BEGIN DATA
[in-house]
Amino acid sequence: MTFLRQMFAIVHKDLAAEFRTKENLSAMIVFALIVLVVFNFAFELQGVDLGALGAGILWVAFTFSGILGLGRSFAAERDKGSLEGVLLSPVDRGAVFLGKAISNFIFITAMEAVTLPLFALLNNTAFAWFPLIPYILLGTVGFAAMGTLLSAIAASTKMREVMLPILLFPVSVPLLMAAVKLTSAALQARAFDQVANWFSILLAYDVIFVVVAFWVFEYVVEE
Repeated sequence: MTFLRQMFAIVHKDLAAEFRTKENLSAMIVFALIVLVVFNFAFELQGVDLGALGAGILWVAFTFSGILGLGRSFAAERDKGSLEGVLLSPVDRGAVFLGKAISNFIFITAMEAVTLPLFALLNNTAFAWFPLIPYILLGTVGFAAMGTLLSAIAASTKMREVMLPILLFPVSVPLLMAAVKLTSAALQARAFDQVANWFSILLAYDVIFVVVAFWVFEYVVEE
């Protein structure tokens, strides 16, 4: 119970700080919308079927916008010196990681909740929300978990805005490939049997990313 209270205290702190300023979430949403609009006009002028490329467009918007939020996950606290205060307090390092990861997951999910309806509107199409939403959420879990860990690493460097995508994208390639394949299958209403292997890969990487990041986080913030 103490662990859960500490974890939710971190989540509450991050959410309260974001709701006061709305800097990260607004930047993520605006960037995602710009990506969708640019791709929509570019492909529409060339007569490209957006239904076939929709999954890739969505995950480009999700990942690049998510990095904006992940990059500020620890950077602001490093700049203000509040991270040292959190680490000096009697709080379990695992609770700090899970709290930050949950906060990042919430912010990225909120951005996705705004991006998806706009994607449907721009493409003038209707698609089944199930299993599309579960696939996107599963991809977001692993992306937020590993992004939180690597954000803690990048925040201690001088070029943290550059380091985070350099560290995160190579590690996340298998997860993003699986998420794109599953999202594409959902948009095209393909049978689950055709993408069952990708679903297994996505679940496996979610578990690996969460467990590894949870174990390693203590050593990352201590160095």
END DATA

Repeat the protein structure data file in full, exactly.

[in-house]
Amino acid sequence: MTFLRQMFAIVHKDLAAEFRTKENLSAMIVFALIVLVVFNFAFELQGVDLGALGAGILWVAFTFSGILGLGRSFAAERDKGSLEGVLLSPVDRGAVFLGKAISNFIFITAMEAVTLPLFALLNNTAFAWFPLIPYILLGTVGFAAMGTLLSAIAASTKMREVMLPILLFPVSVPLLMAAVKLTSAALQARAFDQVANWFSILLAYDVIFVVVAFWVFEYVVEE
Repeated sequence: MTFLRQMFAIVHKDLAAEFRTKENLSAMIVFALIVLVVFNFAFELQGVDLGALGAGILWVAFTFSGILGLGRSFAAERDKGSLEGVLLSPVDRGAVFLGKAISNFIFITAMEAVTLPLFALLNNTAFAWFPLIPYILLGTVGFAAMGTLLSAIAASTKMREVMLPILLFPVSVPLLMAAVKLTSAALQARAFDQVANWFSILLAYDVIFVVVAFWVFEYVVEE
């Protein structure tokens, strides 16, 4: 119970700080919308079927916008010196990681909740929300978990805005490939049997990313 209270205290702190300023979430949403609009006009002028490329467009918007939020996950606290205060307090390092990861997951999910309806509107199409939403959420879990860990690493460097995508994208390639394949299958209403292997890969990487990041986080913030 103490662990859960500490974890939710971190989540509450991050959410309260974001709701006061709305800097990260607004930047993520605006960037995602710009990506969708640019791709929509570019492909529409060339007569490209957006239904076939929709999954890739969505995950480009999700990942690049998510990095904006992940990059500020620890950077602001490093700049203000509040991270040292959190680490000096009697709080379990695992609770700090899970709290930050949950906060990042919430912010990225909120951005996705705004991006998806706009994607449907721009493409003038209707698609089944199930299993599309579960696939996107599963991809977001692993992306937020590993992004939180690597954000803690990048925040201690001088070029943290550059380091985070350099560290995160190579590690996340298998997860993003699986998420794109599953999202594409959902948009095209393909049978689950055709993408069952990708679903297994996505679940496996979610578990690996969460467990590894949870174990390693203590050593990352201590160095």